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Friday , January 24 , 2014
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Shah sword hangs over Odisha

- State stares at revenue loss

Bhubaneswar, Jan. 23: The state government is in a state of anxiety as the Justice M.B. Shah Commission’s report on the mining scam would be submitted in the Supreme Court by January 27.

If the commission’s recommendation is implemented, a number of active mines in Baitarani river basin will face closure. This will hit the state’s revenue collection further and so far more than 200 mines have already been closed down in the wake of Shah commission’s inquiry into the mining scam since 2010.

Many major companies such as Steel Authority of India Limited (SAIL), Tata Steel, Aditya Birla, Essel Mining, Jindal Steel and Power Limited (JSPL) and Sarada Mining are likely to be affected as the mines that supply ores to these companies and various others are required to seek environmental clearance once again.

The commission has maintained that environmental clearance granted to all the 55 mines would be revisited.

Tata Steel, which is a major contributor to the state exchequer, procures 80 per cent of its iron ore requirements from Odisha.

The company, which contributes Rs 800- 900 crore to the state’s kitty from mining alone, has eight mines in the state.

“Tata’s upcoming six million tonne steel plant is almost at the commissioning stage. At this point, if anything goes wrong, it will effect a backward pull to a state struggling hard to put industrialisation back on the track,” said a senior official.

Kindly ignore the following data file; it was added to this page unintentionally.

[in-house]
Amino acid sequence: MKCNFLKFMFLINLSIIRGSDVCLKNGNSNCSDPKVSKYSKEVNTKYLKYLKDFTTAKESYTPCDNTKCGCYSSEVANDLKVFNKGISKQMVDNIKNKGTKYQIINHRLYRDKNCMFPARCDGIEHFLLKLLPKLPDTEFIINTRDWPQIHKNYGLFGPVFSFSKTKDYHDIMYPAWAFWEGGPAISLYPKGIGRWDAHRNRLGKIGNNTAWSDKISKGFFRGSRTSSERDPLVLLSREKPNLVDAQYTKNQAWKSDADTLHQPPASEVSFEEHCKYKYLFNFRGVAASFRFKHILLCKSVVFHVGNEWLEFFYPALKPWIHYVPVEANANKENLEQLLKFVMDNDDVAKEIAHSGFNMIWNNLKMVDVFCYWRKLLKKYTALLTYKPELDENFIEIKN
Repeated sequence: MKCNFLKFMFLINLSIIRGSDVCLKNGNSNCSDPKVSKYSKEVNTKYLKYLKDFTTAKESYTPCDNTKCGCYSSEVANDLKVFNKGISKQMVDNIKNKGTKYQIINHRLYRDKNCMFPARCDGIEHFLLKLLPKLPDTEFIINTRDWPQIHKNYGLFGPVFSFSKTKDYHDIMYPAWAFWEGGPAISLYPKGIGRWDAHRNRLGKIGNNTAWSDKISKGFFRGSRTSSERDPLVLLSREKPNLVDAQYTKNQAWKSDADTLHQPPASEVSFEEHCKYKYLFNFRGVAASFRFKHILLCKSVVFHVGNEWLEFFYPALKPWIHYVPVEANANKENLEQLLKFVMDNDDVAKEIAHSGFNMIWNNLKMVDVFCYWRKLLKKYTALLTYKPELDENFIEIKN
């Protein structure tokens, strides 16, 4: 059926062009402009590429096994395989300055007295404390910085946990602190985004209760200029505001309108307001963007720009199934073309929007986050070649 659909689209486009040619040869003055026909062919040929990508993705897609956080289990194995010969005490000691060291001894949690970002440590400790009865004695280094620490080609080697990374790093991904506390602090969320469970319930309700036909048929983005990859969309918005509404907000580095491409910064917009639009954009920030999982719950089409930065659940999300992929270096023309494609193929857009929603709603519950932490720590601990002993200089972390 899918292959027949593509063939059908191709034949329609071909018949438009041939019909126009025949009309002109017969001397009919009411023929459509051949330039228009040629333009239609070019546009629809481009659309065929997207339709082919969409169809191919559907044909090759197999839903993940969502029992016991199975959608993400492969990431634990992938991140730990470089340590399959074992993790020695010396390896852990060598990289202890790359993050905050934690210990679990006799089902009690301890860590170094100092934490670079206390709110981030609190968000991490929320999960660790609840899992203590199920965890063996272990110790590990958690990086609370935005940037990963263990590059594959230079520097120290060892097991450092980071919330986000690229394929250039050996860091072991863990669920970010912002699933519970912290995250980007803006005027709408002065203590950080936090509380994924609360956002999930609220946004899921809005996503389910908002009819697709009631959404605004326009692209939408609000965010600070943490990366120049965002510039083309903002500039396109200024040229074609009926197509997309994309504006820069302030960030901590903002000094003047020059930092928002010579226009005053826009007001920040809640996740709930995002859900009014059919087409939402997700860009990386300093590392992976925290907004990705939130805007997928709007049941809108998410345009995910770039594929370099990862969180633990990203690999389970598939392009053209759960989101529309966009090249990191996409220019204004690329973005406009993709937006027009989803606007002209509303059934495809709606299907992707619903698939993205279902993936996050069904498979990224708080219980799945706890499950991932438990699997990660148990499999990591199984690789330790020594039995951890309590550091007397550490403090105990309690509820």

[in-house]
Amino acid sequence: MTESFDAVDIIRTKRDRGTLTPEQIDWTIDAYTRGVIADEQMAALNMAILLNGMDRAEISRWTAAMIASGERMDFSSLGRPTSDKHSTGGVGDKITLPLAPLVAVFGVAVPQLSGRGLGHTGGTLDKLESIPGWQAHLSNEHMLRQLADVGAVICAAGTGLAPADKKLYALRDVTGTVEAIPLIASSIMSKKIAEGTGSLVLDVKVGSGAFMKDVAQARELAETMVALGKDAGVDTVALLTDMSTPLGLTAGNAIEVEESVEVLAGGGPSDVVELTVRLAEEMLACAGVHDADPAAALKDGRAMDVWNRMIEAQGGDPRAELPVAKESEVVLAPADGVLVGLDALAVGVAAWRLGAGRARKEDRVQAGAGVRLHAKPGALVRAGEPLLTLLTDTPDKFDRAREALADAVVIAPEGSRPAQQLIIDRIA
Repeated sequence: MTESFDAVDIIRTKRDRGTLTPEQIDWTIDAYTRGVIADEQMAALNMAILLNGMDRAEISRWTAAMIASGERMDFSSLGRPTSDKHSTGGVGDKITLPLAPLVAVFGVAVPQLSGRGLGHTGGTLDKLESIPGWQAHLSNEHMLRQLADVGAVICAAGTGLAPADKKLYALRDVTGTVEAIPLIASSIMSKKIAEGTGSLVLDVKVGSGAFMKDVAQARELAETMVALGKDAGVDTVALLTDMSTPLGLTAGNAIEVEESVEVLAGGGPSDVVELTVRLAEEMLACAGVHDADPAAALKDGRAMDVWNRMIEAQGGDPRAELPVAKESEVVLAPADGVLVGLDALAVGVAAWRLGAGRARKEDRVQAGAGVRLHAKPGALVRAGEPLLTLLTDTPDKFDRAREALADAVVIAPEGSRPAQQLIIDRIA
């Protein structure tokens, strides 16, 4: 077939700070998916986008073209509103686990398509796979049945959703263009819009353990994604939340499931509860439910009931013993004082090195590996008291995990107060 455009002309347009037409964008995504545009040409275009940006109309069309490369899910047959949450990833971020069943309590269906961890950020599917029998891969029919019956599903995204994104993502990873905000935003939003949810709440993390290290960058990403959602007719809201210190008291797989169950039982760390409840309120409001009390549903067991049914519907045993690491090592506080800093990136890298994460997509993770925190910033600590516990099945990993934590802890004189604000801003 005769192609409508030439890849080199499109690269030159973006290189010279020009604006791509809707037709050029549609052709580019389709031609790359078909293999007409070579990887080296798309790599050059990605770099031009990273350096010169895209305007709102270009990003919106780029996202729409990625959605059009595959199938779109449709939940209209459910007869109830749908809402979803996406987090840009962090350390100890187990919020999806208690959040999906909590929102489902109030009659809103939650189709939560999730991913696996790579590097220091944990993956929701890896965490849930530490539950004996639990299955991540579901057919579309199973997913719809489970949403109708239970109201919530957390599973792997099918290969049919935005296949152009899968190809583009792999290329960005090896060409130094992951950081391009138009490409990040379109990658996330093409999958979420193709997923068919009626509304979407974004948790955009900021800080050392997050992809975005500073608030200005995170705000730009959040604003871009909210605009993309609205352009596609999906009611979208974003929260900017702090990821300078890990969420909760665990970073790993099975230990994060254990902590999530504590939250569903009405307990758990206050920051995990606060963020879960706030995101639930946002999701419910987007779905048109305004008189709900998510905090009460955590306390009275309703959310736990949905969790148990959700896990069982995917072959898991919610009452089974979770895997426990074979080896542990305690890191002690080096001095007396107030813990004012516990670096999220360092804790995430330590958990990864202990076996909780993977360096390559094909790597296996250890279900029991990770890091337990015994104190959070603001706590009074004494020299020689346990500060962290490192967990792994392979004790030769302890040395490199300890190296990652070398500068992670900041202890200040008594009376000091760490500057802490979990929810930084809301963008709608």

The other possible victims — SAIL, Aditya Birla Group’s Essel Mining and JSPL — also contribute to the state exchequer in a big way. The JSPL has already invested nearly Rs 20,000 crore in the state.

With nearly 200 mines becoming non-operational, thousands of mine workers are struggling for survival.

Many young entrepreneurs, who had purchased trucks for transporting the minerals from Keonjhar to Paradip port, are now sitting idle.

“I took bank loans to buy two trucks. Now they are no of use to me. More than 20,000 trucks are lying idle,” said Manoj Mohapatra, a Keonjhar businessman.

The state government has failed to meet its mining revenue target for 2012-13 by 6.5 per cent, though it was higher by 16.71 per cent over 2011-12.

Mining revenue, the single biggest contributor to the state’s non-tax revenue segment, stood at Rs 5,352.94 crore in 2012-13 as against a target of Rs 5,700 crore. In 2011-12, the mining revenue collection was Rs 4,586.64 crore.

“While the mines face a threat of closure, our demand for implementing the mineral resources tax has been ignored so far by the Centre,” said an official.

Steel and mines minister Rajani Kant Singh said: “The UPA government is not at all interested in the development of industrialisation of Odisha. Despite our repeated requests, the proposal on imposing the mineral resources tax has not got the Centre’s nod.”

Despite a slowdown in mining activities consecutively for the last three-years in the state, tax collection has not dipped. The total tax and non-tax revenue collection in the state has recorded a growth of 15.37 per cent over the last fiscal year’s collection.

The state government has set an ambitious target to collect Rs 26,350 crore in the current fiscal 2013-14.

“Tax collection would have been more if all the mines were in operation in the Sundargarh and Keonjhar belt. The mining activities have almost come to a standstill after Justice M.B. Shah Commission started its inquiry in 2011,” said a senior official.

Finance minister Prasanna Acharya said: “We are confident that we will meet the target. We have chalked out plan and our officials are working in this direction.”

As per the plan, the state has set itself a target of collecting Rs 18,350 crore as direct tax revenue and Rs 8,000 crore under non-tax revenue.

“But if the existing mines become non-operational, it would certainly hit tax collection,” said an official.

The state government collects direct tax revenue from land revenue, stamps and registration, excise, sales tax, vehicle tax, entry tax and electricity duties. “As stamp duty has almost doubled during the last three years, it has helped the government increase its revenue base,” an official of the finance department said.

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